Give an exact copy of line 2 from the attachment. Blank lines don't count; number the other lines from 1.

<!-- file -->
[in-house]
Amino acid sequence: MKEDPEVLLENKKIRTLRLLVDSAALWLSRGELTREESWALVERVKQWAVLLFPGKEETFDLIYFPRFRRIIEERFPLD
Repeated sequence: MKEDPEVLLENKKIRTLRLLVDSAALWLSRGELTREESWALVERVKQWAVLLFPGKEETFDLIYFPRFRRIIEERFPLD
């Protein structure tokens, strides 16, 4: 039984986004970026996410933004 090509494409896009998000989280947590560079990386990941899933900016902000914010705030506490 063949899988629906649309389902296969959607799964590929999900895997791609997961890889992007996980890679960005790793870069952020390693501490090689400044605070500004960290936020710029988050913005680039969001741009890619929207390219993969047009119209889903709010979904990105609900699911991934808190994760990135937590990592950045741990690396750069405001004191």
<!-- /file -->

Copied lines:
Amino acid sequence: MKEDPEVLLENKKIRTLRLLVDSAALWLSRGELTREESWALVERVKQWAVLLFPGKEETFDLIYFPRFRRIIEERFPLD